Open-source developers and Linux distribution maintainers now have more options for working on Windows 10 systems. Microsoft recently released a new tool on the Windows Store allowing programmers to test run production code in a command line window. The tool is free and expands upon a previous version that only allowed for Ubuntu, now offering support for Suse, Fedora, Kali Linux, Debian, and a few others as well.
Linux developers and distributors will now be able to directly release their distros on the Windows Store, however. They will be required to submit their software to the WSL (Windows Subsystems for Linux) team for publication. What they can do is build distribution packages that can be side-loaded onto developer mode-enabled W10 systems.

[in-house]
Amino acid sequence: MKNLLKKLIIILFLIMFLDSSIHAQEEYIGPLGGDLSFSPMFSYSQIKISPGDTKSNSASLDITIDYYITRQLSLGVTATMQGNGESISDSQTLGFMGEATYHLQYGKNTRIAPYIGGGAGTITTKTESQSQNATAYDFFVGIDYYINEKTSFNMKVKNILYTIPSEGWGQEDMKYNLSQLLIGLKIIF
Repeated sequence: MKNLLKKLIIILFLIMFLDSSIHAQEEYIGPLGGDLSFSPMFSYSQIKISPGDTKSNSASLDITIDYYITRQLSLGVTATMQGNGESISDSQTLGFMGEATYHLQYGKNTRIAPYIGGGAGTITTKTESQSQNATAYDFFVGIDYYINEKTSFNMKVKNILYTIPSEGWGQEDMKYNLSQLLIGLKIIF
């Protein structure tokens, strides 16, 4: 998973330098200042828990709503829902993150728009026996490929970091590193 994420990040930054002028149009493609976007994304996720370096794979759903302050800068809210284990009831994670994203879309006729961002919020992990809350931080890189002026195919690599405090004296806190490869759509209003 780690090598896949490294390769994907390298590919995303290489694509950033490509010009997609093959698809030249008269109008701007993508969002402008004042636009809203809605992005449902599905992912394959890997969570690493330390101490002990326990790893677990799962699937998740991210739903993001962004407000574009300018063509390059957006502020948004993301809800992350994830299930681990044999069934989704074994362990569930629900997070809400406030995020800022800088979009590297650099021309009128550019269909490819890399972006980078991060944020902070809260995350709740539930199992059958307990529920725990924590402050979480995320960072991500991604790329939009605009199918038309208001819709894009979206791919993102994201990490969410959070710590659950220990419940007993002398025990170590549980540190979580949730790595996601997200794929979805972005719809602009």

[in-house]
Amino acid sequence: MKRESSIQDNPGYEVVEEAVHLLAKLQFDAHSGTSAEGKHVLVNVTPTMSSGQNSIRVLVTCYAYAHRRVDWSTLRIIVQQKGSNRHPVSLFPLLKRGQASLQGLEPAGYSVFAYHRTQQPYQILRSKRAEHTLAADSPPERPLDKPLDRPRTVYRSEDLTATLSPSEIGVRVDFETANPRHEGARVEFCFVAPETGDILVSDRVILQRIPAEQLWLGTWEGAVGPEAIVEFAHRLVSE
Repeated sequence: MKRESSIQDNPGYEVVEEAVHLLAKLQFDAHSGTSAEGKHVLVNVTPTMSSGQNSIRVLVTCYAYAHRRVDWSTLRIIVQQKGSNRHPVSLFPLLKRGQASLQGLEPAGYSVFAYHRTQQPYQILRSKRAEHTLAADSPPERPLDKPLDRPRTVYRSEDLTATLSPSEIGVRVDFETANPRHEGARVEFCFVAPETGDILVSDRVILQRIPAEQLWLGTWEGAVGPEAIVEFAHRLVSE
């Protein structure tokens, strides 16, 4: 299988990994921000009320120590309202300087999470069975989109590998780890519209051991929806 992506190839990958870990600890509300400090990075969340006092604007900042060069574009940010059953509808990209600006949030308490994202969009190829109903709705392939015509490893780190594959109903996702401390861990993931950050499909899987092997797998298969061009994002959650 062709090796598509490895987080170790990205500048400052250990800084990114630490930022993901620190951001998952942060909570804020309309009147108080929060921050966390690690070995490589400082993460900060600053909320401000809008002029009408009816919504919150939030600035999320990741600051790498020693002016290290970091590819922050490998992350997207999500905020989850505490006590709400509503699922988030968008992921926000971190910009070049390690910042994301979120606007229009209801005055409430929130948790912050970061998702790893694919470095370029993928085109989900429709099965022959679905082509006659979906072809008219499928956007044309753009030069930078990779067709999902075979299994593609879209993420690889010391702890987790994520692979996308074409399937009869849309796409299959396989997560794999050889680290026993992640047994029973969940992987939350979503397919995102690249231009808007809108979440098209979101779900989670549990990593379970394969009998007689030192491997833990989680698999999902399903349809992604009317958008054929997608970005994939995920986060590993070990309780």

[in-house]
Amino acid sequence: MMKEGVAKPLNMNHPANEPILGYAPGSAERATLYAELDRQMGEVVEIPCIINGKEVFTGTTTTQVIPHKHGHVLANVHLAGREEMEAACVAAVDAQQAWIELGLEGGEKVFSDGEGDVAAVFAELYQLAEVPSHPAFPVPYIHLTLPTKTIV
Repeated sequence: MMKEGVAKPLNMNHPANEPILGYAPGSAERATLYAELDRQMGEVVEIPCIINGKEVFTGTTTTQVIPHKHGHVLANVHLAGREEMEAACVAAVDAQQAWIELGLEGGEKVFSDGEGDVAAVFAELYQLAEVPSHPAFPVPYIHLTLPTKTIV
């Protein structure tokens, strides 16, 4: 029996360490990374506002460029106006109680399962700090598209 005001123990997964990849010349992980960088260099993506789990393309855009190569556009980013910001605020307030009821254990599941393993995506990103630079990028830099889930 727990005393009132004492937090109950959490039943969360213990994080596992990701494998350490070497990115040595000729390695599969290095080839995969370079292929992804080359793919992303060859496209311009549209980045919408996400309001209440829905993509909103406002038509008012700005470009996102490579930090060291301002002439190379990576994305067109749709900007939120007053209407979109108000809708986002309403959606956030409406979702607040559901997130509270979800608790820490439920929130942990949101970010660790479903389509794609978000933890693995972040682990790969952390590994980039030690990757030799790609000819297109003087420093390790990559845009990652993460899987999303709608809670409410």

Pund-IT president Charles King says the WSL “could result in an increase in he number and variety of compatible Linux distros and apps available in the Windows Store. That’s no small thing.” WSL is still relatively new. It controls and regulates the process of communication between the two systems, and Microsoft plans to expand its capabilities in a coming update to Windows version 1803. One addition will be support for background tasks.
It’s a start, but Microsoft isn’t without its competition. VirtualBox is another open-source tool capable of hosting on one system and guest-running another simultaneously. This allows users to more cleanly integrate the two and compatible software to be run normally.
Since Microsoft’s WSL is only beginning to learn to walk, it’s got a bit of catching up to do, but that’s not necessarily a bad thing. Whether or not the software takes off depends on how Microsoft refines the UI and innovates new methods of integration and customization. Open-source is a powerful and attractive thing, and the days wherein it fails to compete on equal footing with the big names are long gone and forgotten.